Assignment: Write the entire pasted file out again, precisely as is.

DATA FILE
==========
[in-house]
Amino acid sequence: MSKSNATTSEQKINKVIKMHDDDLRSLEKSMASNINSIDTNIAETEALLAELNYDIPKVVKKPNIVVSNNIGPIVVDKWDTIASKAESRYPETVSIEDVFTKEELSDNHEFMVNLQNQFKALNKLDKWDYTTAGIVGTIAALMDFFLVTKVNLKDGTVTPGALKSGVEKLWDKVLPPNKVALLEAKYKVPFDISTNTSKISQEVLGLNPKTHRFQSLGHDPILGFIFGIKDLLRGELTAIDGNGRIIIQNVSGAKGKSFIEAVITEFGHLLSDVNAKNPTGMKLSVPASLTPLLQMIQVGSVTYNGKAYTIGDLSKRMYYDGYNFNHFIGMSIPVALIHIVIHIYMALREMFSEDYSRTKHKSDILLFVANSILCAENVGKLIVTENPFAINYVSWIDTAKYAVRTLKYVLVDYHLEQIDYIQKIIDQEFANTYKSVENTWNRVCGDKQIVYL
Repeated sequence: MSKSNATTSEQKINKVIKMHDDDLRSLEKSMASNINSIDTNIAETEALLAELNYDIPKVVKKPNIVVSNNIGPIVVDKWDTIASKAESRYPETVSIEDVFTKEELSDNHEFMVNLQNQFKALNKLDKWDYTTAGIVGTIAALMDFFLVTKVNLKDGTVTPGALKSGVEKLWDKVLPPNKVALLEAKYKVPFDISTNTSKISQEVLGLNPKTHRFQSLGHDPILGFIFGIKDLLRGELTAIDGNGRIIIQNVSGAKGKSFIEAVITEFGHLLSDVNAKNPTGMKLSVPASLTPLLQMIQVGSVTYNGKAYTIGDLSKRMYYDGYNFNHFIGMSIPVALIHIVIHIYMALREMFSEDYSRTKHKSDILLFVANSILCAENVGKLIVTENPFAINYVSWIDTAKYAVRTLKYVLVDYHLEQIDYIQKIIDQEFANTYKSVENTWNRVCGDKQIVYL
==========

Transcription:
[in-house]
Amino acid sequence: MSKSNATTSEQKINKVIKMHDDDLRSLEKSMASNINSIDTNIAETEALLAELNYDIPKVVKKPNIVVSNNIGPIVVDKWDTIASKAESRYPETVSIEDVFTKEELSDNHEFMVNLQNQFKALNKLDKWDYTTAGIVGTIAALMDFFLVTKVNLKDGTVTPGALKSGVEKLWDKVLPPNKVALLEAKYKVPFDISTNTSKISQEVLGLNPKTHRFQSLGHDPILGFIFGIKDLLRGELTAIDGNGRIIIQNVSGAKGKSFIEAVITEFGHLLSDVNAKNPTGMKLSVPASLTPLLQMIQVGSVTYNGKAYTIGDLSKRMYYDGYNFNHFIGMSIPVALIHIVIHIYMALREMFSEDYSRTKHKSDILLFVANSILCAENVGKLIVTENPFAINYVSWIDTAKYAVRTLKYVLVDYHLEQIDYIQKIIDQEFANTYKSVENTWNRVCGDKQIVYL
Repeated sequence: MSKSNATTSEQKINKVIKMHDDDLRSLEKSMASNINSIDTNIAETEALLAELNYDIPKVVKKPNIVVSNNIGPIVVDKWDTIASKAESRYPETVSIEDVFTKEELSDNHEFMVNLQNQFKALNKLDKWDYTTAGIVGTIAALMDFFLVTKVNLKDGTVTPGALKSGVEKLWDKVLPPNKVALLEAKYKVPFDISTNTSKISQEVLGLNPKTHRFQSLGHDPILGFIFGIKDLLRGELTAIDGNGRIIIQNVSGAKGKSFIEAVITEFGHLLSDVNAKNPTGMKLSVPASLTPLLQMIQVGSVTYNGKAYTIGDLSKRMYYDGYNFNHFIGMSIPVALIHIVIHIYMALREMFSEDYSRTKHKSDILLFVANSILCAENVGKLIVTENPFAINYVSWIDTAKYAVRTLKYVLVDYHLEQIDYIQKIIDQEFANTYKSVENTWNRVCGDKQIVYL